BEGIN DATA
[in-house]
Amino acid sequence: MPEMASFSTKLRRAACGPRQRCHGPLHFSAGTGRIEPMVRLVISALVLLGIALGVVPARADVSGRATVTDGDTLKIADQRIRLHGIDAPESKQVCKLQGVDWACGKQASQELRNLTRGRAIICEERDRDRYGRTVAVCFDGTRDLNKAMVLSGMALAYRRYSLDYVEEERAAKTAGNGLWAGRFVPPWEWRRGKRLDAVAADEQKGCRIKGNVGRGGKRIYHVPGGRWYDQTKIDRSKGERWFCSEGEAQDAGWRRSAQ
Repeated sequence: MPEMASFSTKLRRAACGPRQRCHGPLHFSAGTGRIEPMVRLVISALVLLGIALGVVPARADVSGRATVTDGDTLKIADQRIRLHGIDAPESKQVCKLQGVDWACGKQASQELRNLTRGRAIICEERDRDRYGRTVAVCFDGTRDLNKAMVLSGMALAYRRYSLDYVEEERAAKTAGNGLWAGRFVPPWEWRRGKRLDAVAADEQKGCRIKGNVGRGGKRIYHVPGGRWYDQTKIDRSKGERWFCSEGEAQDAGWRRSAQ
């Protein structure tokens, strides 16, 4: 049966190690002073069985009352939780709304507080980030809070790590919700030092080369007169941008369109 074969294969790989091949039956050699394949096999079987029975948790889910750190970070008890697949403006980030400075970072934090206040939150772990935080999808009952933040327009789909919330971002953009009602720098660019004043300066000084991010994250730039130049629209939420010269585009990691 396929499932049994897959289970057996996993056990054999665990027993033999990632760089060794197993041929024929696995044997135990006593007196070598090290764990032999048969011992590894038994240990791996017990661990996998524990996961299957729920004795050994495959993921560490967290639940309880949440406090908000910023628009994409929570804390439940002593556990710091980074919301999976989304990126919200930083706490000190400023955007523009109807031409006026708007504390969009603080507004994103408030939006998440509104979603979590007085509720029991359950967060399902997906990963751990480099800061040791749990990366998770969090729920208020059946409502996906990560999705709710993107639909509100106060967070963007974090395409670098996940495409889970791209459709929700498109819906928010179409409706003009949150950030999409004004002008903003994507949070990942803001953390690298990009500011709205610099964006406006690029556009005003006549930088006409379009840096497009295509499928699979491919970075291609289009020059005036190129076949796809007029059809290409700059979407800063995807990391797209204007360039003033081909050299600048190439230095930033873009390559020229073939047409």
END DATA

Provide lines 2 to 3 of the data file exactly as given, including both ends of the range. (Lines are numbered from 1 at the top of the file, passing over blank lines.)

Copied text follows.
Amino acid sequence: MPEMASFSTKLRRAACGPRQRCHGPLHFSAGTGRIEPMVRLVISALVLLGIALGVVPARADVSGRATVTDGDTLKIADQRIRLHGIDAPESKQVCKLQGVDWACGKQASQELRNLTRGRAIICEERDRDRYGRTVAVCFDGTRDLNKAMVLSGMALAYRRYSLDYVEEERAAKTAGNGLWAGRFVPPWEWRRGKRLDAVAADEQKGCRIKGNVGRGGKRIYHVPGGRWYDQTKIDRSKGERWFCSEGEAQDAGWRRSAQ
Repeated sequence: MPEMASFSTKLRRAACGPRQRCHGPLHFSAGTGRIEPMVRLVISALVLLGIALGVVPARADVSGRATVTDGDTLKIADQRIRLHGIDAPESKQVCKLQGVDWACGKQASQELRNLTRGRAIICEERDRDRYGRTVAVCFDGTRDLNKAMVLSGMALAYRRYSLDYVEEERAAKTAGNGLWAGRFVPPWEWRRGKRLDAVAADEQKGCRIKGNVGRGGKRIYHVPGGRWYDQTKIDRSKGERWFCSEGEAQDAGWRRSAQ